Nicaragua Limoncillo Red Pacamara
First up: This is 8oz's.
I included the older review of a this coffee at the bottom but before i do that I want to mention and I don't do this often, but don't add cream and sugar to this. Don't buy it because it's rare and think you're better than. Or because it's price means it's something better. This coffee is just a rare coffee I have access to that is prized almost universally by roasters and not at all by customers. That's the joke on it. We buy it and love it and customers universally revile it. At least compared to the weight we apply to it. So buying it ala the Jamaica blue mountain syndrome where you visit, it's rare, and they sell it for $30 a lb means you're buying "better" coffee. No. This is a roaster coffee we sell and I bought because I love this coffee so much I want to have a lot for myself. I too can be selfish at times. Anyways. That aside.
The one I bought that time was something i picked up from what is effectively a home roaster green coffee supply. The coffee was on the tail end of it's life and not exactly "the" best it could be. Good, sure. Great? Possibly? As good as fresh landed? No.
We asked for this coffee 2 years ago and due to the rona we kind of didn't need to as so many shops couldn't pick up coffee's. That being said it's pretty vital I even buy it as you can't have a market bottom out like that. So in a way we're doing our part.
I love this coffee and I love both varietal's equally. I would highly suggest trying both. Together. You can see how one varietal with just the mere coloration of the fruit changing how dramatic things can be. Is this a slam dunk case for going all in on varietals? No. But you could say that it's worth exploring promoting that. That said I think the day and age of the micro-lot is behind us so this might be a relic of the past for at least a few years; these ultra rare weird tasting varietals.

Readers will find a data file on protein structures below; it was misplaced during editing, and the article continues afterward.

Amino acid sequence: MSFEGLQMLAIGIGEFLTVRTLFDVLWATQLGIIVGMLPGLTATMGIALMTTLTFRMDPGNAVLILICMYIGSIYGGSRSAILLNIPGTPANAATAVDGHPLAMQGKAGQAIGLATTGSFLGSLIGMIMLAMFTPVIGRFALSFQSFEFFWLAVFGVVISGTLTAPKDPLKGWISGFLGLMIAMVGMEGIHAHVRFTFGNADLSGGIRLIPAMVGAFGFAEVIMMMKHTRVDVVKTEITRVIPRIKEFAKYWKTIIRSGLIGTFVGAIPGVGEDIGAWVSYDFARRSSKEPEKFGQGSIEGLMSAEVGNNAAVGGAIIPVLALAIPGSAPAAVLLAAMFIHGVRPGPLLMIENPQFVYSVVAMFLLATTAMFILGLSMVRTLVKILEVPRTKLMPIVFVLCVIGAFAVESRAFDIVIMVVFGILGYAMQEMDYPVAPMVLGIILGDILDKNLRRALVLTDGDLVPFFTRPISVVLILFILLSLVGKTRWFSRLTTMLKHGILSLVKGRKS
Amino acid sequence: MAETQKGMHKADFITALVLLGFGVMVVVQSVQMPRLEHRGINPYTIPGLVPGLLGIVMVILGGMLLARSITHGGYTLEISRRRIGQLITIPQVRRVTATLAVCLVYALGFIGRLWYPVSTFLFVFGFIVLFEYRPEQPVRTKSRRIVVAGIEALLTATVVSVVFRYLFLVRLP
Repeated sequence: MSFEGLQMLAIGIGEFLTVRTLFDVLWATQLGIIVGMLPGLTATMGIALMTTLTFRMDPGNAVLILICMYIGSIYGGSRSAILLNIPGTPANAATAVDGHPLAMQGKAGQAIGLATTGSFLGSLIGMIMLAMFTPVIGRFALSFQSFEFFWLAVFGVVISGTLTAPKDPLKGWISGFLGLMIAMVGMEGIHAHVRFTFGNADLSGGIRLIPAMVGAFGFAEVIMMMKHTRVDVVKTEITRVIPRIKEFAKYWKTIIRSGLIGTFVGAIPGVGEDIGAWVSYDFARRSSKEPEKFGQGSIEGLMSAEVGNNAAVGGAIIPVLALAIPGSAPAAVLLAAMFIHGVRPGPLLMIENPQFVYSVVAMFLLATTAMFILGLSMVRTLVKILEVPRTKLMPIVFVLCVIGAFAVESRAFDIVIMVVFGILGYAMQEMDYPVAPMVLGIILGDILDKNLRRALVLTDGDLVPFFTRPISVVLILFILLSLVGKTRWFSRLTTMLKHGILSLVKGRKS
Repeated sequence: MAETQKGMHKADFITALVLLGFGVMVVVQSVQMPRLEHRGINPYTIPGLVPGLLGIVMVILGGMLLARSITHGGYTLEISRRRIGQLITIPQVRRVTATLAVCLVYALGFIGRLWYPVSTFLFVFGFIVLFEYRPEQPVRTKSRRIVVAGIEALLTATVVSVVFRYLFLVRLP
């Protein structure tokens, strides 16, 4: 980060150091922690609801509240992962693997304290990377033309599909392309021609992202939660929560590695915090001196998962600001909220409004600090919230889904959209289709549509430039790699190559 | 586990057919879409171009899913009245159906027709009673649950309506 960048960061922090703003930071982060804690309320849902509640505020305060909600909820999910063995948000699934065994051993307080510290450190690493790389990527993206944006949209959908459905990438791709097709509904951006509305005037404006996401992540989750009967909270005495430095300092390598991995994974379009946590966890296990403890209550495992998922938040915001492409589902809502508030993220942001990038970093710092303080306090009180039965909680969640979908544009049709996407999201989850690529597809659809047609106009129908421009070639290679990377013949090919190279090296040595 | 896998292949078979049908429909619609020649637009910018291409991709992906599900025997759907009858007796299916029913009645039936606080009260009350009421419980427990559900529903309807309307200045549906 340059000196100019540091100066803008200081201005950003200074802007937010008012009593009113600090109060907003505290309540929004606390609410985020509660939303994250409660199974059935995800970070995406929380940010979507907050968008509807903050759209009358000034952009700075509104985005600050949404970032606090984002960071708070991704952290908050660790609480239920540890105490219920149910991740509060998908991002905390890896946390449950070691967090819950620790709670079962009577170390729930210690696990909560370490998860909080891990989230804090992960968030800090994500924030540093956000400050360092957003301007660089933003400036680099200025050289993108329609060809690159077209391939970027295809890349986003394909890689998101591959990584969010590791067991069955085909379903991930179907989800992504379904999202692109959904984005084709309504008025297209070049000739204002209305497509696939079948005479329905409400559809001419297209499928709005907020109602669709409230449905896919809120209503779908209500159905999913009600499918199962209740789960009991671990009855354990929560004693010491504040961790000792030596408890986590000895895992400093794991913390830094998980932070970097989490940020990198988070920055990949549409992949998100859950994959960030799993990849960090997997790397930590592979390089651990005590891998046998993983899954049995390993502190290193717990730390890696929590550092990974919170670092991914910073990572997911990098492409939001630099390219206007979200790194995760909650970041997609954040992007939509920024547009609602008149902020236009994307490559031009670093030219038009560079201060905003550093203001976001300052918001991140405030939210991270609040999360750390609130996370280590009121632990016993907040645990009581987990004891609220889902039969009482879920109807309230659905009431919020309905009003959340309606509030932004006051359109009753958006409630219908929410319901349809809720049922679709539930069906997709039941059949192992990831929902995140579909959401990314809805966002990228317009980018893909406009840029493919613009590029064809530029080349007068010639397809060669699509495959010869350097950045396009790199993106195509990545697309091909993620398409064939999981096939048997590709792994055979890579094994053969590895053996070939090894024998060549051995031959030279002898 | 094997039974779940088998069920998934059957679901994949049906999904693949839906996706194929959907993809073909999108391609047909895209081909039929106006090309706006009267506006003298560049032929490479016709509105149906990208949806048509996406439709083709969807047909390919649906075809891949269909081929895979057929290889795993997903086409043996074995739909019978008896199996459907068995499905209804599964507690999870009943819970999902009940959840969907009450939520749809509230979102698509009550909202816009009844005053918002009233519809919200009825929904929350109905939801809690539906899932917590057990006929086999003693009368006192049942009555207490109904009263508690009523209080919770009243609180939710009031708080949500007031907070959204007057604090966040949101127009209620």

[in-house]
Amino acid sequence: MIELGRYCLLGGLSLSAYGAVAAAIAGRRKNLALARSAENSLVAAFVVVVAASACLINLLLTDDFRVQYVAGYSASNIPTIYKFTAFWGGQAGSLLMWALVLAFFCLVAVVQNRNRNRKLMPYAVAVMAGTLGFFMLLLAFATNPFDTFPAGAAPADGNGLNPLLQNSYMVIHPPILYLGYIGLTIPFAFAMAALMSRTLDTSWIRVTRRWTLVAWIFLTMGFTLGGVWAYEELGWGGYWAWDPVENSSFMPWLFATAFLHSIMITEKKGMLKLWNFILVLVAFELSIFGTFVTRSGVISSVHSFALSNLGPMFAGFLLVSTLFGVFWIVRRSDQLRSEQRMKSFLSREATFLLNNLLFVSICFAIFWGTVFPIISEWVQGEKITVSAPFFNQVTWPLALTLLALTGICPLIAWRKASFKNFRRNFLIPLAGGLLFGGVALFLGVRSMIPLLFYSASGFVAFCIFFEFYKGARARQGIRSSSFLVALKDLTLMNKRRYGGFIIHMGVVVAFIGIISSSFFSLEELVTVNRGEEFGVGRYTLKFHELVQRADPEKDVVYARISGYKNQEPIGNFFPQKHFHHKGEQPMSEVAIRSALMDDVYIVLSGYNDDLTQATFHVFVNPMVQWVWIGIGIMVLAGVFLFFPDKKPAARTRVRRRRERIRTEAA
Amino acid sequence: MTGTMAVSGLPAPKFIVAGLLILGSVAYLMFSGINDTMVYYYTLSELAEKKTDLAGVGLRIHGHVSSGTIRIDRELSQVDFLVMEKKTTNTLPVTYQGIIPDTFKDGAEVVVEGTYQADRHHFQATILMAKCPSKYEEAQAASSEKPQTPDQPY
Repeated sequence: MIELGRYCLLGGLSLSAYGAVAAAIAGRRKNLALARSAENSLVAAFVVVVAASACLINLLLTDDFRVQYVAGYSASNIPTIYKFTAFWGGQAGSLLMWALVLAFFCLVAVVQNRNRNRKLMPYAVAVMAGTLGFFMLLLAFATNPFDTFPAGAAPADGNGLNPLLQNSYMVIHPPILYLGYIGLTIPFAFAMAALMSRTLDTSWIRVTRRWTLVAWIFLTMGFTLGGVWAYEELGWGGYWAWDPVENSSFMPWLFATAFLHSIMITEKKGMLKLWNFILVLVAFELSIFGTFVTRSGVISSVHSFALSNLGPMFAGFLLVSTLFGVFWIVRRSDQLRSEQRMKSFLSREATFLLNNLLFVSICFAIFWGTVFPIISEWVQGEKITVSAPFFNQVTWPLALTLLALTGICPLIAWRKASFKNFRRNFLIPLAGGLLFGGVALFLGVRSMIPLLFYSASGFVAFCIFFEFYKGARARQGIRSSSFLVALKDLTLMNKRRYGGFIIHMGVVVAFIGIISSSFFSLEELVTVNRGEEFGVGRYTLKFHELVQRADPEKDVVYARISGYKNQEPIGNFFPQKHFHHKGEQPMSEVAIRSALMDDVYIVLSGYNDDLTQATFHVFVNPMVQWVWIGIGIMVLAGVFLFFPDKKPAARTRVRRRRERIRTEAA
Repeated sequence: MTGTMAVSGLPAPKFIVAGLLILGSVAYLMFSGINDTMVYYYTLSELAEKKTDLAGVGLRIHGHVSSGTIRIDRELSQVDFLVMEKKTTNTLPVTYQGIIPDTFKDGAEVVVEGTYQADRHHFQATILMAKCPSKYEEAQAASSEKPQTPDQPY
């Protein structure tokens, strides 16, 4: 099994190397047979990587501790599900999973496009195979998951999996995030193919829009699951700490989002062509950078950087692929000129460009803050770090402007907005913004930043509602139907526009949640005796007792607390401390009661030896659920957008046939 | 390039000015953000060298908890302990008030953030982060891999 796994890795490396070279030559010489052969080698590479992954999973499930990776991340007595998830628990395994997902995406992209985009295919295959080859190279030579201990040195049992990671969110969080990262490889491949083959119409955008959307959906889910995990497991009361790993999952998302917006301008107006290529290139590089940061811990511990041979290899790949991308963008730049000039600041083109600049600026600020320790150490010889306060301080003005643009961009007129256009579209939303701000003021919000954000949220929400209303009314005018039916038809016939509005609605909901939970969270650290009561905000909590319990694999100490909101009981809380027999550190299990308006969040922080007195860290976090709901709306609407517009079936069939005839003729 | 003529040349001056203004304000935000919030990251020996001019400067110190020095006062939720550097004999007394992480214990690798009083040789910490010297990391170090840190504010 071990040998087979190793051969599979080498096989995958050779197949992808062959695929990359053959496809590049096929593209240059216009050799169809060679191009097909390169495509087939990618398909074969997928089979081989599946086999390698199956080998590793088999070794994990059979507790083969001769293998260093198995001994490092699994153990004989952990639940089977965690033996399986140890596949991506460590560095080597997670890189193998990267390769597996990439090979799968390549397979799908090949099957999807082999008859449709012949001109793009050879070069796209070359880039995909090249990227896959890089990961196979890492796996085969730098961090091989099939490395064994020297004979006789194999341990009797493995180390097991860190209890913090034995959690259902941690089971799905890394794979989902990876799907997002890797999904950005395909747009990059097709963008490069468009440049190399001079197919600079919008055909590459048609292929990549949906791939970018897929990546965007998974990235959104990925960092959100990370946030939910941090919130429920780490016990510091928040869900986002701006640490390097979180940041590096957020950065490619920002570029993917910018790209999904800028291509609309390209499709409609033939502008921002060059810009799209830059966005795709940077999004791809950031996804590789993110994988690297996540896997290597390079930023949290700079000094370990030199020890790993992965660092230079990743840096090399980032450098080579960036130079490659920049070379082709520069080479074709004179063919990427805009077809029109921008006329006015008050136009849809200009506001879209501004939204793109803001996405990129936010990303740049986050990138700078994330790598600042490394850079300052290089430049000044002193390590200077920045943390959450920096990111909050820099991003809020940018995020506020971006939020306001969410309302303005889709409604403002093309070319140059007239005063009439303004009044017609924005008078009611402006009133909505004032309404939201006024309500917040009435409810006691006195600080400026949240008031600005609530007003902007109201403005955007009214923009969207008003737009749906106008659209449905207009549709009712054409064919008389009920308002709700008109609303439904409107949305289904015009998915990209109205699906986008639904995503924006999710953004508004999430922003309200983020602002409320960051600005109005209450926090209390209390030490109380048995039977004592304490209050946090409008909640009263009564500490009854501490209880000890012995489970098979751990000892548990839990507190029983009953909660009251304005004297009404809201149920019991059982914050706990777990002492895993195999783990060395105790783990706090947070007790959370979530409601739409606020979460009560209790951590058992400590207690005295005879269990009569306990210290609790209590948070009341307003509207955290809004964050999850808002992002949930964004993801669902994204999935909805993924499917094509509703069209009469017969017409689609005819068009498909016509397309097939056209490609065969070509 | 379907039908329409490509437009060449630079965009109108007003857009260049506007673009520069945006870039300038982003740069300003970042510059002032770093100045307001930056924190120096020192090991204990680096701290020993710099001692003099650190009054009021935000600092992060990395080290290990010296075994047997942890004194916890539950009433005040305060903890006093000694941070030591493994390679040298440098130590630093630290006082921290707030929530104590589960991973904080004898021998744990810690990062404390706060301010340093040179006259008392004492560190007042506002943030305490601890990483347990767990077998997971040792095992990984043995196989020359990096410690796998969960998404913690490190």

This coffee is pretty interesting to me because up until 2018 I wasn't aware of the uniqueness. A reminder that even after several years of doing this there are things that still don't quite register on your radar.
Pacamaras first came about via a farm in El Salvador via a marriage between the Pacas (discovered on the Pacas farm in El Salvador) and Maragogipe varietals to form Paca-Mara. It was defined as Red Pacamara at first but when the M's planeted some on their farms it mutated to yellow. Sadly no yellow pacs on the horizon until 2019 (it would be much higher in price) but we do have the red available.
It's a rather large coffee beans and one that doesnt, at least for me, tend to roast easily in the roaster so it takes a bit of dedication to your senses and extra attention to how it's performing in the roaster.
As a coffee from Nicaragua you don't generally associate winey tasting coffees but this one certainly has it going on. A rather large heavy mouthfeel with berry tones.
On the limoncillo estate where I've been each year I visit - has the waterfall I went into. That has zero to do with the coffee but it was such an enjoyable waterfall I really wanted to mention it.